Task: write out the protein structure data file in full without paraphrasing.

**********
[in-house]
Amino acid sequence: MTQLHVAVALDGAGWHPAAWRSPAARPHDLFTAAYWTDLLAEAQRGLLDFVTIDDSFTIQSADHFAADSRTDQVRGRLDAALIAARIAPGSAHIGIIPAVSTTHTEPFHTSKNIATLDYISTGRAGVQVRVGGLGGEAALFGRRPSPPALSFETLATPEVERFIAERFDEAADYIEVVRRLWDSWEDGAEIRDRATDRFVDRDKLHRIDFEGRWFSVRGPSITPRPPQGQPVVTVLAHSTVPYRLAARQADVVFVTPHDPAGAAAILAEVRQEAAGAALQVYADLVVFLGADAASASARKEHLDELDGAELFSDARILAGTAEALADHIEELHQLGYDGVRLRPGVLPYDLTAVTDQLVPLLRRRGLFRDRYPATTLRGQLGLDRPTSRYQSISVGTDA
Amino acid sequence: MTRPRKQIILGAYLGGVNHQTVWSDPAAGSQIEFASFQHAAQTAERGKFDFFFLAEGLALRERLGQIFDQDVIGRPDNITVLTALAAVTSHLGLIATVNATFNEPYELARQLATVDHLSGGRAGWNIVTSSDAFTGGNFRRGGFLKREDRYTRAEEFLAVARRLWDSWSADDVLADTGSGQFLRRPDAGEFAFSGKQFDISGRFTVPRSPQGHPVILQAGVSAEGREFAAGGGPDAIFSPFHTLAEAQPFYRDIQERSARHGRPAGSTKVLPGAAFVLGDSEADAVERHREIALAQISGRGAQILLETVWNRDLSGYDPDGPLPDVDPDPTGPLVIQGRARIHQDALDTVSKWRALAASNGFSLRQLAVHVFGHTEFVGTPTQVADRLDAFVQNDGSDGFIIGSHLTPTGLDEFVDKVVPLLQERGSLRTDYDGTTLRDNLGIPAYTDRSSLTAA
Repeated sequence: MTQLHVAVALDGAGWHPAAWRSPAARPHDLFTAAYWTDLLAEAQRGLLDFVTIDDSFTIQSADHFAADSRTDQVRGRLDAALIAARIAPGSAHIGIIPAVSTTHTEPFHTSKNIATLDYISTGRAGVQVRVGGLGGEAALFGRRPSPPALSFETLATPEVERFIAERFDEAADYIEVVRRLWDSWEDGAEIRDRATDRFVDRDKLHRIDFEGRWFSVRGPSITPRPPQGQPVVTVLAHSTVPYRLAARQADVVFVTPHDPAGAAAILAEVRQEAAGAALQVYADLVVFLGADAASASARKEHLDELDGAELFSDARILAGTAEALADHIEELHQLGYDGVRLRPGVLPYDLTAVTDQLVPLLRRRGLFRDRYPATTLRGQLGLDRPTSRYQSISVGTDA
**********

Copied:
[in-house]
Amino acid sequence: MTQLHVAVALDGAGWHPAAWRSPAARPHDLFTAAYWTDLLAEAQRGLLDFVTIDDSFTIQSADHFAADSRTDQVRGRLDAALIAARIAPGSAHIGIIPAVSTTHTEPFHTSKNIATLDYISTGRAGVQVRVGGLGGEAALFGRRPSPPALSFETLATPEVERFIAERFDEAADYIEVVRRLWDSWEDGAEIRDRATDRFVDRDKLHRIDFEGRWFSVRGPSITPRPPQGQPVVTVLAHSTVPYRLAARQADVVFVTPHDPAGAAAILAEVRQEAAGAALQVYADLVVFLGADAASASARKEHLDELDGAELFSDARILAGTAEALADHIEELHQLGYDGVRLRPGVLPYDLTAVTDQLVPLLRRRGLFRDRYPATTLRGQLGLDRPTSRYQSISVGTDA
Amino acid sequence: MTRPRKQIILGAYLGGVNHQTVWSDPAAGSQIEFASFQHAAQTAERGKFDFFFLAEGLALRERLGQIFDQDVIGRPDNITVLTALAAVTSHLGLIATVNATFNEPYELARQLATVDHLSGGRAGWNIVTSSDAFTGGNFRRGGFLKREDRYTRAEEFLAVARRLWDSWSADDVLADTGSGQFLRRPDAGEFAFSGKQFDISGRFTVPRSPQGHPVILQAGVSAEGREFAAGGGPDAIFSPFHTLAEAQPFYRDIQERSARHGRPAGSTKVLPGAAFVLGDSEADAVERHREIALAQISGRGAQILLETVWNRDLSGYDPDGPLPDVDPDPTGPLVIQGRARIHQDALDTVSKWRALAASNGFSLRQLAVHVFGHTEFVGTPTQVADRLDAFVQNDGSDGFIIGSHLTPTGLDEFVDKVVPLLQERGSLRTDYDGTTLRDNLGIPAYTDRSSLTAA
Repeated sequence: MTQLHVAVALDGAGWHPAAWRSPAARPHDLFTAAYWTDLLAEAQRGLLDFVTIDDSFTIQSADHFAADSRTDQVRGRLDAALIAARIAPGSAHIGIIPAVSTTHTEPFHTSKNIATLDYISTGRAGVQVRVGGLGGEAALFGRRPSPPALSFETLATPEVERFIAERFDEAADYIEVVRRLWDSWEDGAEIRDRATDRFVDRDKLHRIDFEGRWFSVRGPSITPRPPQGQPVVTVLAHSTVPYRLAARQADVVFVTPHDPAGAAAILAEVRQEAAGAALQVYADLVVFLGADAASASARKEHLDELDGAELFSDARILAGTAEALADHIEELHQLGYDGVRLRPGVLPYDLTAVTDQLVPLLRRRGLFRDRYPATTLRGQLGLDRPTSRYQSISVGTDA